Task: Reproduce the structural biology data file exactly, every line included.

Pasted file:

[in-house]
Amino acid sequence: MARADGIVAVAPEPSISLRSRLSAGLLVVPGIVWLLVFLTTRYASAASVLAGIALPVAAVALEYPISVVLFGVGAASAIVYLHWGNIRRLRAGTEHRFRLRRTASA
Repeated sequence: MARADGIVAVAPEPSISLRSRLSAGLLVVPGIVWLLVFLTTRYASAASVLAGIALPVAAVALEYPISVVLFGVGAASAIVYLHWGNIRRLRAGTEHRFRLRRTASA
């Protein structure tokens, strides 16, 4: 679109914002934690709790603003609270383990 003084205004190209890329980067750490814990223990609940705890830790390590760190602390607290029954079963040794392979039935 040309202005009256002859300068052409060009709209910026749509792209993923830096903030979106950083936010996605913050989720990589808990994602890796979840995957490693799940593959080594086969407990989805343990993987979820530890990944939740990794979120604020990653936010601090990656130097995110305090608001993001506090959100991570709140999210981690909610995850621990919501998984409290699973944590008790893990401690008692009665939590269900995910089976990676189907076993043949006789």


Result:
[in-house]
Amino acid sequence: MARADGIVAVAPEPSISLRSRLSAGLLVVPGIVWLLVFLTTRYASAASVLAGIALPVAAVALEYPISVVLFGVGAASAIVYLHWGNIRRLRAGTEHRFRLRRTASA
Repeated sequence: MARADGIVAVAPEPSISLRSRLSAGLLVVPGIVWLLVFLTTRYASAASVLAGIALPVAAVALEYPISVVLFGVGAASAIVYLHWGNIRRLRAGTEHRFRLRRTASA
């Protein structure tokens, strides 16, 4: 679109914002934690709790603003609270383990 003084205004190209890329980067750490814990223990609940705890830790390590760190602390607290029954079963040794392979039935 040309202005009256002859300068052409060009709209910026749509792209993923830096903030979106950083936010996605913050989720990589808990994602890796979840995957490693799940593959080594086969407990989805343990993987979820530890990944939740990794979120604020990653936010601090990656130097995110305090608001993001506090959100991570709140999210981690909610995850621990919501998984409290699973944590008790893990401690008692009665939590269900995910089976990676189907076993043949006789």